Tuesday, August 24, 2010

August 24, 1814 – Ceasefire Declared at Washington

The War of 1812 had turned to a fiasco by 1814. America's invasion of Canada had been rebuffed despite taking the city of York twice (and burning public buildings there the second time). Naval victories in the Great Lakes had stalled Canadian counter-invasions. A flotilla of ships in a British expedition blockaded the Atlantic, but, even with the defeat of Napoleon, there were too few troops to do much more than raid coastal shipping. For the most part, the war was over, and commissioners had begun to meet in Ghent to discuss a treaty.

In the meantime, the raiding continued. Alexandria, Virginia, had been looted by the British, and American forces worked to defend the militarily significant Baltimore from full invasion. British General Robert Ross, however, had a different aim: the center of politics and morale for the young nation, Washington, D.C. As British landed on August 21, Americans scurried to put together militia to oppose them. On August 24, a haphazard collection of 7,000 men, including President James Madison himself armed with a collection of pistols, met with the British at Bladensburg.

The battle was yet another fiasco for the Americans. Brigadier General Tobias Stansbury had moved his exhausted men away from well defended positions to prevent a possible, but unlikely, flanking maneuver. As officials from Washington arrived, Secretary of State James Monroe ordered troops to different positions, creating confusion and weak gaps in the line. American regulars fought valiantly, but the rest were quickly routed without clear evacuation plans, and the British marched on Washington unopposed.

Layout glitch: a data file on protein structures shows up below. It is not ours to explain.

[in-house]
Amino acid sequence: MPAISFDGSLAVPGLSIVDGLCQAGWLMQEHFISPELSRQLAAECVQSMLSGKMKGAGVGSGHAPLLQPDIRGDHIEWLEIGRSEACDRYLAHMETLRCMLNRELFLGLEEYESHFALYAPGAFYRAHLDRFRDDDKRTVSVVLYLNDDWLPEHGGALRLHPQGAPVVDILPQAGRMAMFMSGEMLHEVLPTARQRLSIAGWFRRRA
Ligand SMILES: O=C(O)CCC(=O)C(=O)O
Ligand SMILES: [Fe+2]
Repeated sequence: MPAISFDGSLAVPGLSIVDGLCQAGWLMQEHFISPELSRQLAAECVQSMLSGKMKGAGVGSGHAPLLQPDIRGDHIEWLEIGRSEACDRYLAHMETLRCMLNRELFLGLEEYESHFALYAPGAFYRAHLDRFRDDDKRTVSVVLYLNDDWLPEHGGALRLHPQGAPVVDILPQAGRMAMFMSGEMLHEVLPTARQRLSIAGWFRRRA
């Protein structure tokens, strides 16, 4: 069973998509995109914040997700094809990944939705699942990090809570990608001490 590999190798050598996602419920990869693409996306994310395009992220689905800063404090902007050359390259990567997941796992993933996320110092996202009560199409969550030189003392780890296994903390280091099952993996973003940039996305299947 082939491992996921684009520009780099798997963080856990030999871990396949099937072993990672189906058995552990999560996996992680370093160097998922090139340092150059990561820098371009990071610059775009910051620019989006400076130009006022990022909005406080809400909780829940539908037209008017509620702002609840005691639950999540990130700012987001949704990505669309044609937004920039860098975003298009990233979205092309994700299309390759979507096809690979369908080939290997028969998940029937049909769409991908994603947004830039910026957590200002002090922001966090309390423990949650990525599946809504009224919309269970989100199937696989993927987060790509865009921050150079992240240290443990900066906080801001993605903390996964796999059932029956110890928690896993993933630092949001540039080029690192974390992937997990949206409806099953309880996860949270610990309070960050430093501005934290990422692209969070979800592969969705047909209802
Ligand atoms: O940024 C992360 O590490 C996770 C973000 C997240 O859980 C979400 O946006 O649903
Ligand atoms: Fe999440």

Returning to Washington, James Madison had planned to grab papers and escape into the countryside like most of his cabinet and Congress were doing. As he saw the evacuation of the city, he decided that the war had gone long enough. When an advance guard of British arrived under the white flag, Madison rode out to meet them. Patriots looked as if they were ready to ambush the Redcoats, but Madison's presence stopped them. After a brief discussion, the British returned to Ross with Madison and his entourage of diplomats and soldiers.

Madison met with Ross, and the two began to discuss ceasefire. On the 25th, Admiral Cockburn arrived, giving more clout to the discussion. Vice-Admiral Alexander Cochrane, the Commaner-in-Chief of the North American Station was preparing for the bombardment of Baltimore, but messages from Ross and Cockburn about the Americans' request for peace stopped the altercation. By the end of the month, word of armistice began to spread throughout the war-weary country. Diplomacy would take many more months to sort out, but the Treaty of Ghent would officially end the war December 24, 1814.

Feeling officially independent of Britain, the Americans settled about their affairs. Madison would pass his presidency to James Monroe, who would in turn pass it to John Quincy Adams, and then to the firebrand John C. Calhoun of South Carolina (who narrowly defeated Andrew Jackson of Indian-fighting fame in party conventions). Calhoun vetoed often, such as the Tariff of 1828 and the Tariff of 1832, keeping Southern ideals of states rights in place over the more Federal-thinking Whigs.